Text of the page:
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      911 outage affects Horry and other counties

      In Horry and seven other counties, 911 service was down for nearly 3 hours Friday. The service was restored around 9 a.m.

      Horry County has a backup 911 system and a backup to the backup, but because of the nature of the outage, those backups didn't help.

      That left 911 officials scrambling to come up with other ways to take emergency calls.

      Officials say the county's 911 operators noticed shortly after 6 a.m. that they weren't getting any incoming calls.

      They called their phone service provider, Frontier Communications, and found out it was a much wider problem.

      "We were doing some maintenance work in the network and we discovered that a network device was inadvertently turned off which should not have been and that caused an outage," said Frontier's area general manager, Tim Ruedy.

      More than 44,000 Frontier customers were affected.

      Ruedy says it hasn't been determined if it was a human error or an equipment problem.

      Horry County has a backup 911 system at the M.L. Brown Public Safety Building, but because the outage was with the phone network, not the county, incoming calls wouldn't have made it into the back-up system, either.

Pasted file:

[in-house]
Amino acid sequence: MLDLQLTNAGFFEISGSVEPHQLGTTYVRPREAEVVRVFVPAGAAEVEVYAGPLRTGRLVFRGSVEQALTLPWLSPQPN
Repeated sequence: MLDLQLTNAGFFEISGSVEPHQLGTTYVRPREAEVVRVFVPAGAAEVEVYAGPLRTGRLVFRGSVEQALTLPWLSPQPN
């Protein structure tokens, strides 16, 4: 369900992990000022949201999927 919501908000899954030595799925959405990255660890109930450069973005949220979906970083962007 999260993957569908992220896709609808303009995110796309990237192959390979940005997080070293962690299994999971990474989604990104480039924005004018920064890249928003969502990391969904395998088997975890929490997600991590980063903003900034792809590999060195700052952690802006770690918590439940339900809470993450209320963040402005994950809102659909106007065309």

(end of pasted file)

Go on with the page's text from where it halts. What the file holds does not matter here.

The county could have routed emergency calls to Florence County's 911 as a backup, but Horry County officials decided against that, too.

      "We felt like it would be more confusing and we would have had to send people to Florence to help them, because they would have their normal calls to take, as well as our calls to take," said Horry Co. 911 director Toni Bessent.

      So Bessent says officials quickly established a couple of alternative phone numbers, had the county's IT staff route some incoming phone lines to those numbers and asked the news media to spread the word.

      That took care of incoming emergency calls until the phone network was restored.

      Now comes the effort to figure out if they could have handled the situation differently.

      "Any event that effects our normal daily operations, we always look at it, look at what we did, can we do something better, can we put better plans in place," Bessent said.

      Bessent pointed out that the county's computer aided dispatch system worked fine.

      Frontier officials say they're looking more deeply into the cause to prevent it from happening again.